INTRODUCTION TO SOCIAL WORK The Book Reading and the Assessments & the Client Treatment Plan Paperwork for Completion in these Assignments is also Attached

INTRODUCTION TO SOCIAL WORK The Book Reading and the Assessments & the Client Treatment Plan Paperwork for Completion in these Assignments is also Attached

Lesson 7 Discussion

Josephine is a 45-year-old, female who has been admitted to the hospital after her husband found her passed out in bed with an open medication bottle next to her. You receive a referral to meet with this patient for an assessment. You are advised that she been depressed for some time and has limited social supports.

Using the above vignette, please create a substantial discussion post considering the following question(s) in your post.

1) What type of assessment questions would you consider asking this client?

2) Are there any risk factors you would want to consider assessing?

Lesson 7 Assignment

For this assignment, please use the vignette from this week’s discussion and complete the “Agency Assessment.”(FIND ATTACHED).  You can role play this assessment with a family member or friend as the client.

Lesson 8 Assignment

For this assignment, please use the vignette from the Lesson 7 discussion post and complete the “Client Treatment Plan.” (FIND ATTACHED). Please select 2-3 treatment goals for this client.

To learn about the treatment planning process and how to complete a client treatment plan.


Readings and Videos

Introduction to Social Work Textbook Read Chapter 4

Please review Chapter 12: Models of Assessment by Janine Bolger and Patrick Walker

Lishman, J., Yuill, C., Brannan, J., & Gibson, A. (2014). Social work: an introduction. (1 st ed.). New York: Sage Publishing.

Reviewing Suicide Prevention Skills: (Links to an external site.)

Suicide Prevention: (Links to an external site.)

Suicide Prevention is Every Social Worker’s Business:

Assessing for Depression in a Mental Health Appointment:

Vignette 5 – Assessing for Depression in a Mental Health Appointment (Links to an external site.)-

YMH Boston. (2013 May 22). Assessing for depression in a mental health appointment. . YouTube: Vignette 5 – Assessing for Depression in a Mental Health Appointment. 12
Models of
Janine Bolger and Patrick Walker

Key Themes
●● Assessment is a core activity of social work practices, which should be a process

capable of responding to dynamic factors in the lives of service users.
●● Assessment is underpinned by a series of principles that serve to guide and

direct practice.
●● The legal and policy context of assessment is essential to understand as this

sets a mandate for appropriate social work practice.
●● Models and frameworks for assessment provide guides for practitioners and are

underpinned by the skills and knowledge to inform the ‘what’, ‘how’ and ‘why’ of

●● Assessment is founded on partnership with service users, but may be undertaken
in both voluntary and involuntary contexts.


The concept of assessment is generally associated with notions of appraisal, making
judgements, forming opinions or calculating the value of something. Whilst these
provide a helpful starting point, they require much further examination when applied
to a social work context, where assessment is a discrete, core activity and a key skill.
This chapter will introduce you to elements of social work assessment, incorporating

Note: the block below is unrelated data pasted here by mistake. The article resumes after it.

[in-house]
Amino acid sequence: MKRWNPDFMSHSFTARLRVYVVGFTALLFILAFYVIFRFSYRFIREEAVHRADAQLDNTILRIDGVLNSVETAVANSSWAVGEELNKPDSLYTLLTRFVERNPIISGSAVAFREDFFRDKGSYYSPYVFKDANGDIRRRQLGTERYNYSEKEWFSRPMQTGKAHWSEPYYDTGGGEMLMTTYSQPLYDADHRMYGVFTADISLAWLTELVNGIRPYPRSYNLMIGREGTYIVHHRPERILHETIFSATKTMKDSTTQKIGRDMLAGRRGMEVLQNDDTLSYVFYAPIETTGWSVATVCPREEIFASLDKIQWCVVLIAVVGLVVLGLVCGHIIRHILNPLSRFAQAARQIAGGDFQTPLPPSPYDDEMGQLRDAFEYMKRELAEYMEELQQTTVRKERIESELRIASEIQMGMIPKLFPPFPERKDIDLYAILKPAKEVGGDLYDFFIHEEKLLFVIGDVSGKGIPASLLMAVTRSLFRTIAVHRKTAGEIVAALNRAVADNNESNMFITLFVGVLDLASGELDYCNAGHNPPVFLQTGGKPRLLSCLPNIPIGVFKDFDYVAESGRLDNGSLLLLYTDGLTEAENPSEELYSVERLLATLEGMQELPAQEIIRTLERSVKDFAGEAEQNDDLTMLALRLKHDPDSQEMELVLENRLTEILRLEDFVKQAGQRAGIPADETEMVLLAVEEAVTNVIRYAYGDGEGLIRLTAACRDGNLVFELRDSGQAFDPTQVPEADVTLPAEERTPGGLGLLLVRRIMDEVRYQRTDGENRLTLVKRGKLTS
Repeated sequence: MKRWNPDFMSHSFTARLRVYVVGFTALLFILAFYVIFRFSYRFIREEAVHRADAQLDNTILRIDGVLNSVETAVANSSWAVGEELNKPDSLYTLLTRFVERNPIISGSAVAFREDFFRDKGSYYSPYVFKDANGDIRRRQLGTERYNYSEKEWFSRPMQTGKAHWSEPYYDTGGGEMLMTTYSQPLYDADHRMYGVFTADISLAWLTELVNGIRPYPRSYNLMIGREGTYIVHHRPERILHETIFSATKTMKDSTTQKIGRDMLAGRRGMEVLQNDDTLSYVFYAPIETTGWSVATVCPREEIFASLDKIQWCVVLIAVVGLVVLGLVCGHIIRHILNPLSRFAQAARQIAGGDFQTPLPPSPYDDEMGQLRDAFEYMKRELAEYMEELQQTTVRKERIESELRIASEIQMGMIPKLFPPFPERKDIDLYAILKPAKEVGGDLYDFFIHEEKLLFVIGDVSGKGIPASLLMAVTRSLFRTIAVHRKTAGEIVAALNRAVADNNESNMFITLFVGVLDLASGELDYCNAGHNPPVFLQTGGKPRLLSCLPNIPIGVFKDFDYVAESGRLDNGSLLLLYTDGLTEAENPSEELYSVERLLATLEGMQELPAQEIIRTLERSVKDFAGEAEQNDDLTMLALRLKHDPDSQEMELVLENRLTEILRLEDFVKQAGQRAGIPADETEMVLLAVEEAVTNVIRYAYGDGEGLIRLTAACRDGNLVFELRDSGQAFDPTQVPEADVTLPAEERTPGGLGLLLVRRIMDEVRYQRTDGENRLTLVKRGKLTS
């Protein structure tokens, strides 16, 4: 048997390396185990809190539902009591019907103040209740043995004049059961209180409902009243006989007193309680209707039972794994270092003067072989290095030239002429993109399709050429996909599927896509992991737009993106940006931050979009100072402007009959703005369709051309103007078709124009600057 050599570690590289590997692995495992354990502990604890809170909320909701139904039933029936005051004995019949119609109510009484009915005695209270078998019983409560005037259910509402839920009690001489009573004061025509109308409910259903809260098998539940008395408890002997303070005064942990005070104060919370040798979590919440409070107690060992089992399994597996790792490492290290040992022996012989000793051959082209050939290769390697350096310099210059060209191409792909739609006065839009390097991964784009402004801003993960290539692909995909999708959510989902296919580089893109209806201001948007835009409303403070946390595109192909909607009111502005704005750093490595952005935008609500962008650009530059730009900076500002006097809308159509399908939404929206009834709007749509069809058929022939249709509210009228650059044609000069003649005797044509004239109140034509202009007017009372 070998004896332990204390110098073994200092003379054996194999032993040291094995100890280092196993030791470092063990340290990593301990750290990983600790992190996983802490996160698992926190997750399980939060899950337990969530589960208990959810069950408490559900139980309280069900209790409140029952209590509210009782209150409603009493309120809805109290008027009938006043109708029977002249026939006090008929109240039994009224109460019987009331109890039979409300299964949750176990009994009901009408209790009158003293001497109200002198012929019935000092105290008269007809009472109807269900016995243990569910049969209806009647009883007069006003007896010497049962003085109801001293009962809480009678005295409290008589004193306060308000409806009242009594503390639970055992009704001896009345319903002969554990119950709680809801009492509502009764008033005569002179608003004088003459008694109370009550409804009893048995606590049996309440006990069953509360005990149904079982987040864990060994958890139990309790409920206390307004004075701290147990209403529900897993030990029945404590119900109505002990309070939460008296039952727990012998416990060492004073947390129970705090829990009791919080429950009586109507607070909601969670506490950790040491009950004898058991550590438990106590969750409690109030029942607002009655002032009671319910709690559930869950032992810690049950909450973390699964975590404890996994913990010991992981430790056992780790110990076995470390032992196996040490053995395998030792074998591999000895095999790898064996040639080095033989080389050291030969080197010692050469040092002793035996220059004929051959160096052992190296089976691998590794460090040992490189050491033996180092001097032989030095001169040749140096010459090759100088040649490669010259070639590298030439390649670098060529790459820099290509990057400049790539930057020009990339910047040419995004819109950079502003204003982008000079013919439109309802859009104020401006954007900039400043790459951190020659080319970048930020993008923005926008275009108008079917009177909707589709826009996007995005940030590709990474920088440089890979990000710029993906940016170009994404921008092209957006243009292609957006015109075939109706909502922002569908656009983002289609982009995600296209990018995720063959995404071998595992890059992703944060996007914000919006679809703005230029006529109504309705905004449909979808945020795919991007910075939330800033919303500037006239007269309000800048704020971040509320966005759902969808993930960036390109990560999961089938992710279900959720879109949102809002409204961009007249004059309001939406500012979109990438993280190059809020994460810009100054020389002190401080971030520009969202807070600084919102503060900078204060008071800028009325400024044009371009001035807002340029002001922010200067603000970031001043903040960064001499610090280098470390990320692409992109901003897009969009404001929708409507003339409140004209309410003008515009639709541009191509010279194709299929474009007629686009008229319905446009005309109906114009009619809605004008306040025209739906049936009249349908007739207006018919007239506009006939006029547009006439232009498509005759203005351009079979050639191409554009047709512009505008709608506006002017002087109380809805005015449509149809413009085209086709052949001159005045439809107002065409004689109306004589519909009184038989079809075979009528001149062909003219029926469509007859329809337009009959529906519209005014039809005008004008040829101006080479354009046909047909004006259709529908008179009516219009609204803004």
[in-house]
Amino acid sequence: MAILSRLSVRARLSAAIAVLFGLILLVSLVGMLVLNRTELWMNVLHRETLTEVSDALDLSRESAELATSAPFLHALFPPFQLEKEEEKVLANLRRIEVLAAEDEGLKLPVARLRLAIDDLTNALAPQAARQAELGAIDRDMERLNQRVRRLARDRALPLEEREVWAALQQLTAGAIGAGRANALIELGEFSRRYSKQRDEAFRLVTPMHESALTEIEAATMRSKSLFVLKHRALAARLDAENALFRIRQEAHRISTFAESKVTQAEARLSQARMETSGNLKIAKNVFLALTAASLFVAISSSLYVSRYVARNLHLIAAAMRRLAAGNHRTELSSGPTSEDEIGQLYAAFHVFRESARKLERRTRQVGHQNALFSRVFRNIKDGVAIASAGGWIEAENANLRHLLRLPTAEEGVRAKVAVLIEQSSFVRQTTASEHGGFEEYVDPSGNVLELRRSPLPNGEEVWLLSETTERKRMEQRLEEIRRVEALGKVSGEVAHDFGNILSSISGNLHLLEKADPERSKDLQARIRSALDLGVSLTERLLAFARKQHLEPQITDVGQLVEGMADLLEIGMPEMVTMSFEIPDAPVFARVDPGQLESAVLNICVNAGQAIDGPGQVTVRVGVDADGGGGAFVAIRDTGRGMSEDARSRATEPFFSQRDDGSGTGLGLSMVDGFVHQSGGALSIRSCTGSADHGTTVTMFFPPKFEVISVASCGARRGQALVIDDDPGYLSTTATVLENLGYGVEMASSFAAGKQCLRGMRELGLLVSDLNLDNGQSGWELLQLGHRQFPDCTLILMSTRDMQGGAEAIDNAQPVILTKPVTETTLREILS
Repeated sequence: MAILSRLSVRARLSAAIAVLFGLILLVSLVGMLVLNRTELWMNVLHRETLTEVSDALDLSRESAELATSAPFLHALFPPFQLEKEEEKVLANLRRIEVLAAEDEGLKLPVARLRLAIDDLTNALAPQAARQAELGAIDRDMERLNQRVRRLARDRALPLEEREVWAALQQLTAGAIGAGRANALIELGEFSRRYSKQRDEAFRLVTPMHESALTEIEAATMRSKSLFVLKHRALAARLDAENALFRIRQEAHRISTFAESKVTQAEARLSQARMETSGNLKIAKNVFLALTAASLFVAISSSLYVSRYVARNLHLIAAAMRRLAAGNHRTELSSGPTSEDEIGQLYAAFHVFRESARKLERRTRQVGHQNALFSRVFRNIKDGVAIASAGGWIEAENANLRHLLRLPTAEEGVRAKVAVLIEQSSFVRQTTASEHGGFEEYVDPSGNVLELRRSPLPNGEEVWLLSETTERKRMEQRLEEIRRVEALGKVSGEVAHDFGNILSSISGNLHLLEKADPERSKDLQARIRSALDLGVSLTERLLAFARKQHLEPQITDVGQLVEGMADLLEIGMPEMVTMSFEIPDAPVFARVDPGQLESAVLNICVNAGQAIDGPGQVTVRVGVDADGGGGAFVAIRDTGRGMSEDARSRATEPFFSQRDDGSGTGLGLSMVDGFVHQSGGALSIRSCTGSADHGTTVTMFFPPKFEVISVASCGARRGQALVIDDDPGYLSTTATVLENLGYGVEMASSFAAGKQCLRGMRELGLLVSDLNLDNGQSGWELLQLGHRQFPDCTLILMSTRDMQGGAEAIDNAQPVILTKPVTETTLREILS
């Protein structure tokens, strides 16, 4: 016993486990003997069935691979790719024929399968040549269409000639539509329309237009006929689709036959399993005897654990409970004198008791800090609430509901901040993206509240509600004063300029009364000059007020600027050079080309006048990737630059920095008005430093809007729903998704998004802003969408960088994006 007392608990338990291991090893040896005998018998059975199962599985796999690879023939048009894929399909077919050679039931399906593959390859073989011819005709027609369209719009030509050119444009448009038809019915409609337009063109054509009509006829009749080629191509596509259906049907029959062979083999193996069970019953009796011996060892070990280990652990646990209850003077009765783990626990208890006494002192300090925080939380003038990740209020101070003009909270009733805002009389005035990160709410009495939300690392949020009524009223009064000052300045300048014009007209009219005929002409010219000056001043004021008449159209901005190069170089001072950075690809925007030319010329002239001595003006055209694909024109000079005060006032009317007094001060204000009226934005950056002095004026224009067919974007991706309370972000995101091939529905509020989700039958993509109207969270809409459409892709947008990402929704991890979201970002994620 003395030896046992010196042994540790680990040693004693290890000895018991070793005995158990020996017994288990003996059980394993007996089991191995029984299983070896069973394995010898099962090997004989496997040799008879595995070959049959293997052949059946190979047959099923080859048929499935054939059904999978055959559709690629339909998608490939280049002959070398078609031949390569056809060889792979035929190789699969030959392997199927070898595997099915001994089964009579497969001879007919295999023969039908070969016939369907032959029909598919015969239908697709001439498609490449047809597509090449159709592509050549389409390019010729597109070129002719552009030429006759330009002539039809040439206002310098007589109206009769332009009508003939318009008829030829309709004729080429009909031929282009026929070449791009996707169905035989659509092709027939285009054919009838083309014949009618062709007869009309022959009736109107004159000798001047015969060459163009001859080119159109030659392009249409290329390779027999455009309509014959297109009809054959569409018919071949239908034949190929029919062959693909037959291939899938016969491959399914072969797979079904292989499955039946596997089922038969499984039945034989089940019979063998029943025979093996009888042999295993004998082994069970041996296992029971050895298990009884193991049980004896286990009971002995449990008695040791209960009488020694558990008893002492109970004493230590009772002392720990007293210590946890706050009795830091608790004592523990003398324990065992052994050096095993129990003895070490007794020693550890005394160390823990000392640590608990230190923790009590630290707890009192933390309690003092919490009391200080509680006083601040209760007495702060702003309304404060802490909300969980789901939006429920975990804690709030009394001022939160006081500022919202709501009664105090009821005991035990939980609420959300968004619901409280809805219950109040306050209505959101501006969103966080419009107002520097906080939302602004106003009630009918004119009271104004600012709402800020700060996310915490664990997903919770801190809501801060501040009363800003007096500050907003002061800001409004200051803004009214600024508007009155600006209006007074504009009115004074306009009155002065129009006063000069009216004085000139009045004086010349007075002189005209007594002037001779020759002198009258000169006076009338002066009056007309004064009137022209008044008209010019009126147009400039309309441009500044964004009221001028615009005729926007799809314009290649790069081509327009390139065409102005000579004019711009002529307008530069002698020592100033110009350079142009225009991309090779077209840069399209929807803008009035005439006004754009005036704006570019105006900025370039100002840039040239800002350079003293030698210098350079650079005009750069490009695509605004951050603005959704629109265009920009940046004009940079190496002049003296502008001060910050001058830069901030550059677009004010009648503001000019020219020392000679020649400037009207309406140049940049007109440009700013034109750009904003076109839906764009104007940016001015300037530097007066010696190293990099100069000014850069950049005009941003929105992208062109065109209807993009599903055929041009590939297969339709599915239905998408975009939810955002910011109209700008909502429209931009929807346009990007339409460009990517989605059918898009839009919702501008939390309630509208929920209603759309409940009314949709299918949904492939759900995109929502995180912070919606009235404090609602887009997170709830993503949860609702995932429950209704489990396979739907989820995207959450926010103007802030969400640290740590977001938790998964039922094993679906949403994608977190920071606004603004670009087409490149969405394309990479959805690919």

principles, context, models, frameworks, skills and practice issues. It will draw reference
from across the range of service user groups and invites you to reflect on and critically
explore the material.

To begin to understand the meaning of assessment in social work, consider your
understanding of assessment in your day-to-day life. Everyone makes numerous
assessments every day in order to navigate their way through the daily interactions
and situations that they face. In making these day-to-day assessments you will use a
wide variety of perspectives that give meaning to the information that is presented,
or help sift the information that is presented or found. Perhaps personal experience

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helps you, or perhaps your own cultural beliefs offer a way of interpreting situations or
environments. Some of these factors will have relevance to assessment in social work
and highlight the importance of being self-aware.


Despite the large body of literature regarding assessment in social work, it remains a
much debated area, not least because of the variety of approaches, perspectives and
frameworks that are available. There is certainly agreement that assessment is a core
activity but less consensus on what actually constitutes a good assessment and whether
assessment is separate or integral to intervention. Coulshed and Orme (2012) describe
assessment as an ongoing process, which is participatory, seeks to understand the service
user and his/her situation and sets a basis for planning how change or improvement can
be achieved.

In a similar vein, Payne (2008) identifies assessment as something that is continuous
and ought to be part of a cycle. In this respect assessment is seen as a process rather than
an event; although Payne highlights that practice reality often does not reflect this.
Emphasising the process aspects, Milner and O’Byrne (2009) put forward a framework
for assessment with five key stages:

1 Preparing for the task.
2 Collecting data from all involved.
3 Applying professional knowledge to analyse, understand and interpret the informa-

tion gathered.
4 Making judgements.
5 Deciding and/or recommending.

For our purposes we would propose to define assessment in social work as a structured
activity with the characteristics shown in Figure 12.1.


The purpose of this section is to offer some principles, or core common features, of
assessment. The discussion here cannot be prescriptive, but rather is indicative, for
reasons that will become apparent. Assessments are frequently context-specific and
consequently are shaped by the inclusion of particular elements and influenced by the